In like manner, the author of an essay must persuade her audience that her theory is plausible. The objective is to convince. Thus one must explain and prove the main idea, from introduction to conclusion, from one substantiating point to the next, in a manner that allows the reader to understand clearly what has been stated and permits him little reason to doubt the thesis. Such a presentation produces effective, persuasive and powerful writing.
References and Further Reading 1. Biography and History Aristotle's life was primarily that of a scholar. However, like the other ancient philosophers, it was not the stereotypical ivory tower existence. Clearly, Aristotle had significant firsthand experience with politics, though scholars disagree about how much influence, if any, this experience had on Aristotle's thought.
There is certainly no evidence that Alexander's subsequent career was much influenced by Aristotle's teaching, which is uniformly critical of war and conquest as goals for human beings and which praises the intellectual, contemplative lifestyle.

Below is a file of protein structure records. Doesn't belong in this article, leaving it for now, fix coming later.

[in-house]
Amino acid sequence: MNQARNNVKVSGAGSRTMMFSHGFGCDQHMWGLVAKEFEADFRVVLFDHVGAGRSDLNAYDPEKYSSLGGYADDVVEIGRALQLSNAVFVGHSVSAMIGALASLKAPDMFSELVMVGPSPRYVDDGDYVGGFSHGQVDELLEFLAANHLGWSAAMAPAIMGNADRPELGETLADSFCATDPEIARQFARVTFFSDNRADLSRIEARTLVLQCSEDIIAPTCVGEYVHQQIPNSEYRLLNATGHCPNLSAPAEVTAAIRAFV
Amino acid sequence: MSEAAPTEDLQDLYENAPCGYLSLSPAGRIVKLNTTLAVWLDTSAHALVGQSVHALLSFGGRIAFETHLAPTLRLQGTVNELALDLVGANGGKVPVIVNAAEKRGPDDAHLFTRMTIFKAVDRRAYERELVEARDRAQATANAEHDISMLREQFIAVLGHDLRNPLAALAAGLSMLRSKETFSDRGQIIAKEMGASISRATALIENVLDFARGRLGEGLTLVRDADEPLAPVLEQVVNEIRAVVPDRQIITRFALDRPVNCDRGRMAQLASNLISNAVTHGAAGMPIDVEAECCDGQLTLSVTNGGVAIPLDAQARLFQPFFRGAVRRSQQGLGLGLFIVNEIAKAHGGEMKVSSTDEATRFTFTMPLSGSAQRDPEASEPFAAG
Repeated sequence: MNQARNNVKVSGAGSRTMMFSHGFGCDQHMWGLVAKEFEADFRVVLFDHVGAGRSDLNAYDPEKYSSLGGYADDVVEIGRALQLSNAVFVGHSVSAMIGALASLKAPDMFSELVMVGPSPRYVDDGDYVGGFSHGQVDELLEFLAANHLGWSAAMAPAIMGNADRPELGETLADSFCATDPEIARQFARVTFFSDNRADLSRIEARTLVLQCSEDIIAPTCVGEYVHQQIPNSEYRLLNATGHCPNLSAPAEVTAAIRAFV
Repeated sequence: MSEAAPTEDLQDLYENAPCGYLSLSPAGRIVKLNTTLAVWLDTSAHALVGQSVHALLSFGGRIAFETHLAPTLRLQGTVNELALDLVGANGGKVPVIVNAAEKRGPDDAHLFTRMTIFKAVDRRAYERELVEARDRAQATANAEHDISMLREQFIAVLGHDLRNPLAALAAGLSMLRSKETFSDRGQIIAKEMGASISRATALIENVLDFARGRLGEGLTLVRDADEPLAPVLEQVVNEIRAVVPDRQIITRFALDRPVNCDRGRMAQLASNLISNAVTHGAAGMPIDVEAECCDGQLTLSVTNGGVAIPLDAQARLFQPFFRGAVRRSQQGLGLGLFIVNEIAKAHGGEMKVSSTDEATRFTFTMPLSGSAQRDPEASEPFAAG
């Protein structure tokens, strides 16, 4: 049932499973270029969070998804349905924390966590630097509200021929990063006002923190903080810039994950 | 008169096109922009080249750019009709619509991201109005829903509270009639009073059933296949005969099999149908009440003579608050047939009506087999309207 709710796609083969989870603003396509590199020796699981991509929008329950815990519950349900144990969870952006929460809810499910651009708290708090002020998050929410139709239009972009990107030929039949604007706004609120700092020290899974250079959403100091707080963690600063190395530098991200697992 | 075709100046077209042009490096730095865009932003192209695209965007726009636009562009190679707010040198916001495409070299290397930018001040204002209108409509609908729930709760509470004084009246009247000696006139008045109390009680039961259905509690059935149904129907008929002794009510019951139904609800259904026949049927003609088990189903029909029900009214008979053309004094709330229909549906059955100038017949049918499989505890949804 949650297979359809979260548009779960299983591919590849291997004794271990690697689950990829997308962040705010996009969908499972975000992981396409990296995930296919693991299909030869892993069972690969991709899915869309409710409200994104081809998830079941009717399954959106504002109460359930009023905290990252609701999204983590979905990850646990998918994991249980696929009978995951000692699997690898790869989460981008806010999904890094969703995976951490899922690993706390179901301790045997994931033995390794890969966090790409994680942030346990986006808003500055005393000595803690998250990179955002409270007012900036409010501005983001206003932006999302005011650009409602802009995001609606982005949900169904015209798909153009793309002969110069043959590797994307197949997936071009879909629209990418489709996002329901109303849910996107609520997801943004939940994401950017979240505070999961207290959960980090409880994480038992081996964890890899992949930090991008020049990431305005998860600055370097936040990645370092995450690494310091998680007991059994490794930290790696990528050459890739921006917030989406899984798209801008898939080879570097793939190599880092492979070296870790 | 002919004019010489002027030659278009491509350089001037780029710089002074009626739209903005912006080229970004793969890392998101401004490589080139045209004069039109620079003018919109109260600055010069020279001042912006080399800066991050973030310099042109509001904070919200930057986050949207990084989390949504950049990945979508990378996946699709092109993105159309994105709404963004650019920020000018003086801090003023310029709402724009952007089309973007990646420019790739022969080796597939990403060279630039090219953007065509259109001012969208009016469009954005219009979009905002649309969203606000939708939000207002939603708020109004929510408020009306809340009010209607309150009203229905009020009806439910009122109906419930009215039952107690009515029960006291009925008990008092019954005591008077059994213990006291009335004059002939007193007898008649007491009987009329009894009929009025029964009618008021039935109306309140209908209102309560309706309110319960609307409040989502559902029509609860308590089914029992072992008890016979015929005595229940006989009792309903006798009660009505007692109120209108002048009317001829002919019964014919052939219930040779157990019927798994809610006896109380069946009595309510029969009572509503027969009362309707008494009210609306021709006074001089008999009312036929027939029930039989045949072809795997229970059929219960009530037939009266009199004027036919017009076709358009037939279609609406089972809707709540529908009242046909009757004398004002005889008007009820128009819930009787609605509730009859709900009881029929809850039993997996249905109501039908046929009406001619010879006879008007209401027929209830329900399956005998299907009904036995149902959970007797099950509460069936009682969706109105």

It is noteworthy that although Aristotle praises the politically active life, he spent most of his own life in Athens, where he was not a citizen and would not have been allowed to participate directly in politics although of course anyone who wrote as extensively and well about politics as Aristotle did was likely to be politically influential.
As a scholar, Aristotle had a wide range of interests. He wrote about meteorology, biology, physics, poetry, logic, rhetoric, and politics and ethics, among other subjects. His writings on many of these interests remained definitive for almost two millennia.
They remained, and remain, so valuable in part because of the comprehensiveness of his efforts. For example, in order to understand political phenomena, he had his students collect information on the political organization and history of different cities.